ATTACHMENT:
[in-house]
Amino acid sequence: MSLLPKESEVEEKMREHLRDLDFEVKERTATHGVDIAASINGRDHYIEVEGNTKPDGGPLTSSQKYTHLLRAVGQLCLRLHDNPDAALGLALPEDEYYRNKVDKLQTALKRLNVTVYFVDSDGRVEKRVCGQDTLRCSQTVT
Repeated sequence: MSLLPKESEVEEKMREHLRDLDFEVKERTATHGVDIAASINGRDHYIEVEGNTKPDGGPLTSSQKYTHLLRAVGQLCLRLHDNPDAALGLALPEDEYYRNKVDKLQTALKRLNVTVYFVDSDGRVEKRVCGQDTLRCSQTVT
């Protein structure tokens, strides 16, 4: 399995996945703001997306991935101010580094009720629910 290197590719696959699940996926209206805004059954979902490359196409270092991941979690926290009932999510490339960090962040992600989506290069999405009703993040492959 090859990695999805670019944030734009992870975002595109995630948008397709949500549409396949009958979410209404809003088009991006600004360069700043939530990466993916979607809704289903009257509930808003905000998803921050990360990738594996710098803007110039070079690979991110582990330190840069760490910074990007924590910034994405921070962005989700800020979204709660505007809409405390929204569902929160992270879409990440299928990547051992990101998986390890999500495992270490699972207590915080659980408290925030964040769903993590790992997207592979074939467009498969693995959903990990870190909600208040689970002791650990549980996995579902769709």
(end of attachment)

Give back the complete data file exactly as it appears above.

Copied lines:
[in-house]
Amino acid sequence: MSLLPKESEVEEKMREHLRDLDFEVKERTATHGVDIAASINGRDHYIEVEGNTKPDGGPLTSSQKYTHLLRAVGQLCLRLHDNPDAALGLALPEDEYYRNKVDKLQTALKRLNVTVYFVDSDGRVEKRVCGQDTLRCSQTVT
Repeated sequence: MSLLPKESEVEEKMREHLRDLDFEVKERTATHGVDIAASINGRDHYIEVEGNTKPDGGPLTSSQKYTHLLRAVGQLCLRLHDNPDAALGLALPEDEYYRNKVDKLQTALKRLNVTVYFVDSDGRVEKRVCGQDTLRCSQTVT
């Protein structure tokens, strides 16, 4: 399995996945703001997306991935101010580094009720629910 290197590719696959699940996926209206805004059954979902490359196409270092991941979690926290009932999510490339960090962040992600989506290069999405009703993040492959 090859990695999805670019944030734009992870975002595109995630948008397709949500549409396949009958979410209404809003088009991006600004360069700043939530990466993916979607809704289903009257509930808003905000998803921050990360990738594996710098803007110039070079690979991110582990330190840069760490910074990007924590910034994405921070962005989700800020979204709660505007809409405390929204569902929160992270879409990440299928990547051992990101998986390890999500495992270490699972207590915080659980408290925030964040769903993590790992997207592979074939467009498969693995959903990990870190909600208040689970002791650990549980996995579902769709």